Threats of national airline layoffs may affect hundreds of Austin workers


AUSTIN (KXAN) — About 40,000 airline workers across the United States face layoffs, unless Congress can pass another aid package.

The companies had agreed not to layoff any employees through the end of September in exchange for $25 billion in grants. Crucial payroll support program funding for the airlines was set to end Wednesday.

Before Wednesday was over, American Airlines said it will begin furloughing 19,000 employees Thursday, the Associated Press reported, and United Airlines confirmed it is moving forward with involuntarily furloughing about 13,000 employees.

The layoffs could affect hundreds in Austin.

American Airlines says they have about 200 workers at Austin’s airport.

Paul Hartshorn, Jr., a spokesperson for the Association of Professional flight attendants, says even more of the company’s employees live and work in the area.

“We probably have a couple hundred flight attendants alone—not counting other American Airlines employees that traveled to Dallas for their home base, that live in the Austin area,” he said.

United Airlines reports about 280 employees in Austin.

Neither company could tell us exactly how many employees might be laid off, but a union representative for United tells us 16 flight attendants alone are subject to involuntary furlough. That figure also does not include other United employees, he said, like mechanical workers.

“They’re looking at devastation for them and their families, they’re looking at losing their health care when it could be one of the most important times that we need to have health care, they’re looking at families that they have to put food on the table but they’re not sure if they’ll be able to,” Hartshorn, Jr. said.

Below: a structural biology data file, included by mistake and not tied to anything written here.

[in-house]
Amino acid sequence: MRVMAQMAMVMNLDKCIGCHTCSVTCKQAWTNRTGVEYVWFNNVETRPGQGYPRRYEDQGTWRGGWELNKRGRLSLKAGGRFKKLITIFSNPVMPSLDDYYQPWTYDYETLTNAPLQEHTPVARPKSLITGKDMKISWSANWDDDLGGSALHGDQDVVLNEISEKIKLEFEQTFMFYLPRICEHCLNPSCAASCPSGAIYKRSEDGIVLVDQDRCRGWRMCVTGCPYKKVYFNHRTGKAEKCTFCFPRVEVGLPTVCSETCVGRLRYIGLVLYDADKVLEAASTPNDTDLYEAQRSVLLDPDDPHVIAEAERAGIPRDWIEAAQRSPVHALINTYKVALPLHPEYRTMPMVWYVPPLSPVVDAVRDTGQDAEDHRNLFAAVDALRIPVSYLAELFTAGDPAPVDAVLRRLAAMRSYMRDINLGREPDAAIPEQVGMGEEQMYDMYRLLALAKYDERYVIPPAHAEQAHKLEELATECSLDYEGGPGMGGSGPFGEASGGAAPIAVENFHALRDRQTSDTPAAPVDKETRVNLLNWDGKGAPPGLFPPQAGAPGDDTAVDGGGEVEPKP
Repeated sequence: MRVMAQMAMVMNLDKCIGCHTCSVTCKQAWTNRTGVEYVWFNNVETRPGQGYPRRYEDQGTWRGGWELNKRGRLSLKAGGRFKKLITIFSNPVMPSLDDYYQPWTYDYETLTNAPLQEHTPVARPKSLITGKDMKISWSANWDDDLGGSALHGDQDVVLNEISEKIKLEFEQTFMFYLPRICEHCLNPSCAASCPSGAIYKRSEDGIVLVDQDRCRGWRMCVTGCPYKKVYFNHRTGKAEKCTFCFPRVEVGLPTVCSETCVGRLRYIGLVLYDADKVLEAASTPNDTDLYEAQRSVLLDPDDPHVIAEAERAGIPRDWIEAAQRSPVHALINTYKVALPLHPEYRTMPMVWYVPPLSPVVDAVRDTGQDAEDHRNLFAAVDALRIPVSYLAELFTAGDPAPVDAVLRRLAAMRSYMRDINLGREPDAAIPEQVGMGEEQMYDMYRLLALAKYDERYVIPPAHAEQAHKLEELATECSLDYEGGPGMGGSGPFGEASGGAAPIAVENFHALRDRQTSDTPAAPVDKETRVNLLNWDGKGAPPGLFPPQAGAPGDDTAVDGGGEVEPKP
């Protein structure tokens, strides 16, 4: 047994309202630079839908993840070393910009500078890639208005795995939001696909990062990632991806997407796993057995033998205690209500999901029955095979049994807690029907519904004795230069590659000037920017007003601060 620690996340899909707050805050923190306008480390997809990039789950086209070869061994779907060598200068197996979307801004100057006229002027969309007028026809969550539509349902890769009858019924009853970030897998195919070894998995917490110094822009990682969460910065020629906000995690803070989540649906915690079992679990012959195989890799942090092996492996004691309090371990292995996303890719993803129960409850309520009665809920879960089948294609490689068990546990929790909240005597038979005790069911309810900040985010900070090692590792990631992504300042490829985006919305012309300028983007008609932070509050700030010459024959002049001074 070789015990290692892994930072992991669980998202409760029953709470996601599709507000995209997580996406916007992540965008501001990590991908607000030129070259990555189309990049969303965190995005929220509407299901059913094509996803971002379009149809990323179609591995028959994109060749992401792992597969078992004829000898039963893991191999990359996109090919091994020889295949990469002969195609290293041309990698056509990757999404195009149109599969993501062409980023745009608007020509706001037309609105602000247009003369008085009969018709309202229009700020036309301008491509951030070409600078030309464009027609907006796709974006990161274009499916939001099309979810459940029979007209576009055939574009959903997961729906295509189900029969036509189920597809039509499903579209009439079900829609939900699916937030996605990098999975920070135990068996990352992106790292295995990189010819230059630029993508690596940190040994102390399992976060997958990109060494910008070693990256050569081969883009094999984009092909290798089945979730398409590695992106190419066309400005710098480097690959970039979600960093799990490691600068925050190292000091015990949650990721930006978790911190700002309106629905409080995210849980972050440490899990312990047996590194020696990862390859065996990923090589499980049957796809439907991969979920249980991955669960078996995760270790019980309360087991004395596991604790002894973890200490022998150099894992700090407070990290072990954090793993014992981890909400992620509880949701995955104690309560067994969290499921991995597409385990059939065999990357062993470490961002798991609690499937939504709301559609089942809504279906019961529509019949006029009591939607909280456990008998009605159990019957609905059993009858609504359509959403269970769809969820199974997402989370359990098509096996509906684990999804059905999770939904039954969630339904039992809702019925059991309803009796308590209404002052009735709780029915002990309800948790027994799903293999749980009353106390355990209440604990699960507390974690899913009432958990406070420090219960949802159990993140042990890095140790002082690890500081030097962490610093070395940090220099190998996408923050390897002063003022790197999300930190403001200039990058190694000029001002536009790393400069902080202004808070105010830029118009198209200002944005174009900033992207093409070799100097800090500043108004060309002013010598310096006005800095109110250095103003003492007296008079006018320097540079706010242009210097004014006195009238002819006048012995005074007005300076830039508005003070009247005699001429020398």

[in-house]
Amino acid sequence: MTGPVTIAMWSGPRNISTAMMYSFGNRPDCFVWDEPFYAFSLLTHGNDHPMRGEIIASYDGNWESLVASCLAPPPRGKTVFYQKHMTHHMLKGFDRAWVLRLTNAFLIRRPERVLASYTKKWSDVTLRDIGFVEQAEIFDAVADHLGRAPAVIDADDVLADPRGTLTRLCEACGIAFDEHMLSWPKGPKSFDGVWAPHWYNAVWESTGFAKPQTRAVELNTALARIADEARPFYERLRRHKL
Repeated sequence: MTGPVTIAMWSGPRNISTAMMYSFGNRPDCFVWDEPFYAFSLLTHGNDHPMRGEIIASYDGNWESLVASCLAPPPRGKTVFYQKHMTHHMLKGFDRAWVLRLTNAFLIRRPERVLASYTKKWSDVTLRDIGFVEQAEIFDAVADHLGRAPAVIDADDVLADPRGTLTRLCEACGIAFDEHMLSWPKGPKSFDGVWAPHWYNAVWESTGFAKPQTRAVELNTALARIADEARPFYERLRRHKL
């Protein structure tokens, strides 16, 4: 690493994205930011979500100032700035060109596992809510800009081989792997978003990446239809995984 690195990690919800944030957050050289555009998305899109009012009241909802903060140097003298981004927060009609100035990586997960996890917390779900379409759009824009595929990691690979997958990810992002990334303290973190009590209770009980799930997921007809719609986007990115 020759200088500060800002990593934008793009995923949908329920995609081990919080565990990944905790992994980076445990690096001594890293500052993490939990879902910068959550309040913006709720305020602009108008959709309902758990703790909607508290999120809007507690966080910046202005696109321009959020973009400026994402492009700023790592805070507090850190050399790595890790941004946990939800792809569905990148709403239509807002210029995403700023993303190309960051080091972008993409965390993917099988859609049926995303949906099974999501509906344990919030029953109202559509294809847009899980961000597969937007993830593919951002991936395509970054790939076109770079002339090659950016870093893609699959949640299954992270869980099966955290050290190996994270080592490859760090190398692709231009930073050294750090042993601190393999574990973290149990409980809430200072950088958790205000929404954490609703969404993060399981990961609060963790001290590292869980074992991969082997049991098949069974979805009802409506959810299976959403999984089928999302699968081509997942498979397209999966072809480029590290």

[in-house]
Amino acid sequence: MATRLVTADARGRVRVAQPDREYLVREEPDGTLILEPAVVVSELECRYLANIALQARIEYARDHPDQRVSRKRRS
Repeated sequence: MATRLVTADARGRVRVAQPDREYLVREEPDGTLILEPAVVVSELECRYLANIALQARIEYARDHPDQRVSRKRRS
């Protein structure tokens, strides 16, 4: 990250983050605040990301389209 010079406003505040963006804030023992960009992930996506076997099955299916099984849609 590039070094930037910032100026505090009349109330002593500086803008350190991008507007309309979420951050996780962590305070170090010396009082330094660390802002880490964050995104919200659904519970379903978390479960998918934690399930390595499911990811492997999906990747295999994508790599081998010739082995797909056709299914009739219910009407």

The uncertainty has put the brakes on Ken VeArd’s career switch from software engineering to commercial pilot.

Ken VeArd says he hoped to finish his FAA-required flight hours in the next six months (Courtesy Ken VeArd)

“A lot of my friends in the industry have made this career change from technology to the airline pilot life,” VeArd said.

The pandemic’s effects took root as he was just 100 hours shy of meeting his FAA flight requirement.

“I do know several people who just recently went through training and have yet to actually fly. I know other people who have mentioned that they’re either being furloughed or laid off,” he said.

Hartshortn, Jr. says there’s bipartisan support for the Payroll Support Program and urges Congress to pass a broader coronavirus stimulus bill to get it moving.

“We’re down to the wire and it is unbelievable that we’ve gotten to this point, we have about 8,100 flight attendants at American Airlines—19,000 employees at American Airlines that are going to be out on the street come October,” Hartshorn, Jr. said.

He says cuts could have far-reaching impacts on connected industries, like local hotels and future hiring.

“There’s gonna be hundreds of pilots, flight attendants, ramp workers out of jobs for an unknown period of time it’s going to totally stifle the hiring at any airline,” he said.

American Airlines CEO Doug Parker said if lawmakers do come up with a deal for $25 billion in airline aid “over the next few days,” the company will reverse the furloughs and recall the employees, the Associated Press reported. United Airlines expressed the same sentiment.

“We have made clear to leadership in the Administration, Congress and among our union partners that we can and will reverse the furlough process, if the CARES Act Payroll Support Program is extended in the next few days,” United said in a statement.

VeArd is still hopeful that the industry will trend back upward.

“I’m in a fortunate position,” he said. “It’s the people that depend on their flying job to feed their family and do the things they do is the real big issue.”

“AUS is experiencing and expects to continue to experience a significant drop in aviation and non-aviation revenues because of COVID-19. While we still do not know the full impact the pandemic will have, the economic losses will be reflected in how AUS approaches both short- and long- term financial decisions, however at this time it’s too soon to comment on any potential impacts to future hiring.”

Bryce Dubee, ABIA spokesperson

Airports across the United states are expected to lose more than $23 billion as a result of the coronavirus pandemic, according to the Airports Council International – North America, which advocates for commercial airports in the U.S. and Canada.

The organization’s president says federal funding has helped support 2.7 million airport workers during the pandemic.

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